Today we remember Henry Melchior Muhlenberg, who made a large impact in establishing the first Lutheran synod in North America. As we remember him, we take our devotional reading and prayer from Treasury of Daily Prayer. We also take a reading from the Book of Concord, as suggested in the Treasury of Daily Prayer.
Moving from the Old World to the New, Henry Melchior Muhlenberg established the shape of Lutheran parishes for North America during a forty-five-year ministry in Pennsylvania. Born at Einbeck, Germany, in 1711, he came to the American colonies in 1742. A tireless traveler, Muhlenberg helped to found many Lutheran congregations and was the guiding force behind the first Lutheran synod in North America, the Ministerium of Pennsylvania, founded in 1748. He valued the role of music in Lutheran worship (often serving as his own organist) and was also the guiding force in preparing the first American Lutheran liturgy (also in 1748). Muhlenberg is remembered as a church leader, a journalist, a liturgist, and—above all—a pastor to the congregation in his charge. He died in 1787, leaving behind a large extended family and a lasting heritage: American Lutheranism.
Prayer of the Day
Lord Jesus Christ, the Good Shepherd of Your people, we give You thanks for Your servant Henry Melchior Muhlenberg, who was faithful in the care and nurture of the flock entrusted to his care. So they may follow his example and the teaching of his holy life, give strength to pastors today who shepherd Your flock so that, by Your grace, Your people may grow into the fullness of life intended for them in paradise; for You live and reign with the Father and the Holy Spirit, one God, now and forever.
Reading from Apology of the Augsburg Confession XV (VIII) 38–42
We cheerfully maintain the old traditions made in the Church for the sake of usefulness and peace. We interpret them in a more moderate way and reject the opinion that holds they justify. Our enemies falsely accuse us of setting aside good ordinances and Church discipline. We can truly declare that the public form of the churches is more fitting with us than with the adversaries. If anyone will consider it in the right way, we conform to the canons more closely than the adversaries. Among the adversaries, unwilling celebrants, and those hired for pay, and very frequently only for pay, celebrate the Masses. They sing psalms, not that they may learn or pray, but for the sake of the service (as though this work were a service) or, at least, for the sake of reward. Among us many use the Lord’s Supper every Lord’s Day. They do so after they have been first instructed, examined, and absolved. The children sing psalms in order that they may learn. The people also sing so that they may either learn or pray. Among the adversaries there is no catechizing of the children whatever, about which even the canons give commands. Among us the pastors and ministers of the churches are encouraged publicly to instruct and hear the youth. This ceremony produces the best fruit.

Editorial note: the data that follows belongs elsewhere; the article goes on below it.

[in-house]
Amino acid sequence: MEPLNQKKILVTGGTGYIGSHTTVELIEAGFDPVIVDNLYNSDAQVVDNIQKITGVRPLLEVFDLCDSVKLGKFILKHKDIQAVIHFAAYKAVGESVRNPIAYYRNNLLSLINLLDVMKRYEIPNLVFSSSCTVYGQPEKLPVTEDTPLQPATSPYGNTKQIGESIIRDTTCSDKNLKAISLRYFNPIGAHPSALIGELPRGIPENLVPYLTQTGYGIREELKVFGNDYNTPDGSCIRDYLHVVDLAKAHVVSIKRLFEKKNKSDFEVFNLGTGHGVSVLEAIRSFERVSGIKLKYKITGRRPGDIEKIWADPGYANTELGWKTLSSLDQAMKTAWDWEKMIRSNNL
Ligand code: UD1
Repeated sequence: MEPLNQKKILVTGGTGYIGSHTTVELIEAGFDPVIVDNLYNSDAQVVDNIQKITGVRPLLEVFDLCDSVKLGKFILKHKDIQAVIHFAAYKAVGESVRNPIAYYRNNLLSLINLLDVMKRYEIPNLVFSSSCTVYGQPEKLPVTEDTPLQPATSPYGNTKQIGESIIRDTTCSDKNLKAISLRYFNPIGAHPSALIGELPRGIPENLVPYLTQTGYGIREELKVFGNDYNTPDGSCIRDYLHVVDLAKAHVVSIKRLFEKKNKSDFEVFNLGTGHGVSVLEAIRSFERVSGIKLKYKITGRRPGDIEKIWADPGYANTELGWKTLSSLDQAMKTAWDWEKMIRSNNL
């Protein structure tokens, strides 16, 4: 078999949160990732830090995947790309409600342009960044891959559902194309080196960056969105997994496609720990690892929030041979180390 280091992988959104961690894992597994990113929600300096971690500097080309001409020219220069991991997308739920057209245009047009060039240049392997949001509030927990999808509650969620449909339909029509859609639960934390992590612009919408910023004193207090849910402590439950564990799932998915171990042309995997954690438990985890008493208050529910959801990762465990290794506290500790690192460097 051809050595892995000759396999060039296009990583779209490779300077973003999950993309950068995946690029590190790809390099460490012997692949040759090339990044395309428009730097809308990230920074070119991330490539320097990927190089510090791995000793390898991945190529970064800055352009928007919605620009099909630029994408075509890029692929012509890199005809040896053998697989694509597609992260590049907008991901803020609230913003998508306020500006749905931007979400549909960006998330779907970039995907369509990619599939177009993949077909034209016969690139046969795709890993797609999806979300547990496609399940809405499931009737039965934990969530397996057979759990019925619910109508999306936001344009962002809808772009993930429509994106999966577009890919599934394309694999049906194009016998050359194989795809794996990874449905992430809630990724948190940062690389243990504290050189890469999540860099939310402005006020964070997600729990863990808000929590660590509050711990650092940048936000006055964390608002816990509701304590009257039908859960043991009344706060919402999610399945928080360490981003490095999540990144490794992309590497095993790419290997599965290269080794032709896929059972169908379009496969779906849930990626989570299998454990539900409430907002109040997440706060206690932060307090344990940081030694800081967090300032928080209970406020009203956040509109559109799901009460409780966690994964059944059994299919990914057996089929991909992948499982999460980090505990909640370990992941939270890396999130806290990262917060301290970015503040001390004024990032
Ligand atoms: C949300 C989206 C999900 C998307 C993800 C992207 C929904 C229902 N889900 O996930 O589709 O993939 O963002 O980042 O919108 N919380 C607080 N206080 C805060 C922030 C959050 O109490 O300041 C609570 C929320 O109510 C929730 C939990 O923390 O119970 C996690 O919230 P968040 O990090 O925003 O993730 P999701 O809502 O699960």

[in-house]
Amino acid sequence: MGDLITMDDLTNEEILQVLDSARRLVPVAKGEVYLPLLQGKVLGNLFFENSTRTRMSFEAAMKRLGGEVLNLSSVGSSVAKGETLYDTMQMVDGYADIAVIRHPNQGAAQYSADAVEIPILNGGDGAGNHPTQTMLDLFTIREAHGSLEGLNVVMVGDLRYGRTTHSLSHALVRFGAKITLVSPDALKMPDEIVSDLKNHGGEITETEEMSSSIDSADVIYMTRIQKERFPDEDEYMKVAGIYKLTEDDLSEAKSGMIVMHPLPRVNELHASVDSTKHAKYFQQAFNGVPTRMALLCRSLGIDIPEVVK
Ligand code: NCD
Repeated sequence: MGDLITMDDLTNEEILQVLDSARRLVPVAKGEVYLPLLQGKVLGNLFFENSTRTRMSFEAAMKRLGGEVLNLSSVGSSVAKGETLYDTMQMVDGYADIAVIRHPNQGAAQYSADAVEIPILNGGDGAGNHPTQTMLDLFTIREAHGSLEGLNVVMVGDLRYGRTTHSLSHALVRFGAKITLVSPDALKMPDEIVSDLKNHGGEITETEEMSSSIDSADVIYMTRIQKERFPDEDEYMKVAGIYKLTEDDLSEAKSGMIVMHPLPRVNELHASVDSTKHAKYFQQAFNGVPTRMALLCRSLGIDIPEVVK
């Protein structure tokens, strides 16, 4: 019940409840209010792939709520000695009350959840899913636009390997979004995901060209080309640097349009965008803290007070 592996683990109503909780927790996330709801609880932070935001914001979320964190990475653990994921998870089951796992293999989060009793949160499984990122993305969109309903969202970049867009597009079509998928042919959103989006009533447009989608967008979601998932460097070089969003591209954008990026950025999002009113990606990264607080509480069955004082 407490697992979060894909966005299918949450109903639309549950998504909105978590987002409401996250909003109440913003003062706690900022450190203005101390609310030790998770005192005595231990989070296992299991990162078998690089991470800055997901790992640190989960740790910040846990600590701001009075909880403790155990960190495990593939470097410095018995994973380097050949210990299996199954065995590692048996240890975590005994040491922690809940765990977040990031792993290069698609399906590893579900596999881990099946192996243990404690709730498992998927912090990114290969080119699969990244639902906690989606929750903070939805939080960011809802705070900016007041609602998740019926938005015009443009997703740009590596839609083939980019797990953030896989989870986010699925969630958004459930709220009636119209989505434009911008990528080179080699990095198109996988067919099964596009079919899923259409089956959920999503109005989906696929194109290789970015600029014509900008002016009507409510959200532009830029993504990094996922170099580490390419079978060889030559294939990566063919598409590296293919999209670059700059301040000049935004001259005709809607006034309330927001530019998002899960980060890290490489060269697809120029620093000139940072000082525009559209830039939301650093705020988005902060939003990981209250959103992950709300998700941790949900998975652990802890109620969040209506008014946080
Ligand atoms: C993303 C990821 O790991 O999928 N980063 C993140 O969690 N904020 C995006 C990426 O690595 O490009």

Devotional reading and prayer adapted from Treasury of Daily Prayer, page 791. © 2008 Concordia Publishing House. All rights reserved.
Book of Concord reading adapted from Concordia: The Lutheran Confessions, Second Edition, page 193. © 2006 Concordia Publishing House. All rights reserved.